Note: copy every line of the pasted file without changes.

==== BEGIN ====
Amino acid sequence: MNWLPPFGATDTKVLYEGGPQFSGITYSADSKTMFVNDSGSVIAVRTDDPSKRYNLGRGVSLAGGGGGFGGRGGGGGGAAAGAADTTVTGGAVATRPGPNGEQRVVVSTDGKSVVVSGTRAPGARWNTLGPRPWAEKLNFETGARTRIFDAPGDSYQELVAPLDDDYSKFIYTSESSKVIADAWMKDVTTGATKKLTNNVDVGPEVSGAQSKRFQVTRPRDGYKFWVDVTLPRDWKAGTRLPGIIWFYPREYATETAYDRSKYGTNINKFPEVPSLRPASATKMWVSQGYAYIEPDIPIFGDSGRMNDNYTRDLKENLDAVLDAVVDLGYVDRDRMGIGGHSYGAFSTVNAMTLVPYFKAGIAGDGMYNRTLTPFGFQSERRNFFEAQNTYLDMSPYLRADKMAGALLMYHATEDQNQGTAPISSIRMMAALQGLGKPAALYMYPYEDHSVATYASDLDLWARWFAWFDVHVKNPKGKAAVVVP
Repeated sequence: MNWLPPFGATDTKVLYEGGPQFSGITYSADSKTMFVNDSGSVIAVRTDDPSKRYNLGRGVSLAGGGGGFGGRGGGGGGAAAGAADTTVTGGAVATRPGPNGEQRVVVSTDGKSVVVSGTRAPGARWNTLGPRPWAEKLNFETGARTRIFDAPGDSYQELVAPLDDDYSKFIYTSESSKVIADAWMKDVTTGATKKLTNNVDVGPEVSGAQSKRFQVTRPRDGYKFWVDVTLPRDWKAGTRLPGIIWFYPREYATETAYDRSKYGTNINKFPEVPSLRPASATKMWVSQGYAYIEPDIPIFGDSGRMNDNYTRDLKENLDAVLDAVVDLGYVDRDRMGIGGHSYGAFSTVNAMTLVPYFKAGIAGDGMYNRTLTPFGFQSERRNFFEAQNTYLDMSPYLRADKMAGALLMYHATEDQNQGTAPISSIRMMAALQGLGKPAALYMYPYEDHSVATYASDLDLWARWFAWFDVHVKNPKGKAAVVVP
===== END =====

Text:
Amino acid sequence: MNWLPPFGATDTKVLYEGGPQFSGITYSADSKTMFVNDSGSVIAVRTDDPSKRYNLGRGVSLAGGGGGFGGRGGGGGGAAAGAADTTVTGGAVATRPGPNGEQRVVVSTDGKSVVVSGTRAPGARWNTLGPRPWAEKLNFETGARTRIFDAPGDSYQELVAPLDDDYSKFIYTSESSKVIADAWMKDVTTGATKKLTNNVDVGPEVSGAQSKRFQVTRPRDGYKFWVDVTLPRDWKAGTRLPGIIWFYPREYATETAYDRSKYGTNINKFPEVPSLRPASATKMWVSQGYAYIEPDIPIFGDSGRMNDNYTRDLKENLDAVLDAVVDLGYVDRDRMGIGGHSYGAFSTVNAMTLVPYFKAGIAGDGMYNRTLTPFGFQSERRNFFEAQNTYLDMSPYLRADKMAGALLMYHATEDQNQGTAPISSIRMMAALQGLGKPAALYMYPYEDHSVATYASDLDLWARWFAWFDVHVKNPKGKAAVVVP
Repeated sequence: MNWLPPFGATDTKVLYEGGPQFSGITYSADSKTMFVNDSGSVIAVRTDDPSKRYNLGRGVSLAGGGGGFGGRGGGGGGAAAGAADTTVTGGAVATRPGPNGEQRVVVSTDGKSVVVSGTRAPGARWNTLGPRPWAEKLNFETGARTRIFDAPGDSYQELVAPLDDDYSKFIYTSESSKVIADAWMKDVTTGATKKLTNNVDVGPEVSGAQSKRFQVTRPRDGYKFWVDVTLPRDWKAGTRLPGIIWFYPREYATETAYDRSKYGTNINKFPEVPSLRPASATKMWVSQGYAYIEPDIPIFGDSGRMNDNYTRDLKENLDAVLDAVVDLGYVDRDRMGIGGHSYGAFSTVNAMTLVPYFKAGIAGDGMYNRTLTPFGFQSERRNFFEAQNTYLDMSPYLRADKMAGALLMYHATEDQNQGTAPISSIRMMAALQGLGKPAALYMYPYEDHSVATYASDLDLWARWFAWFDVHVKNPKGKAAVVVP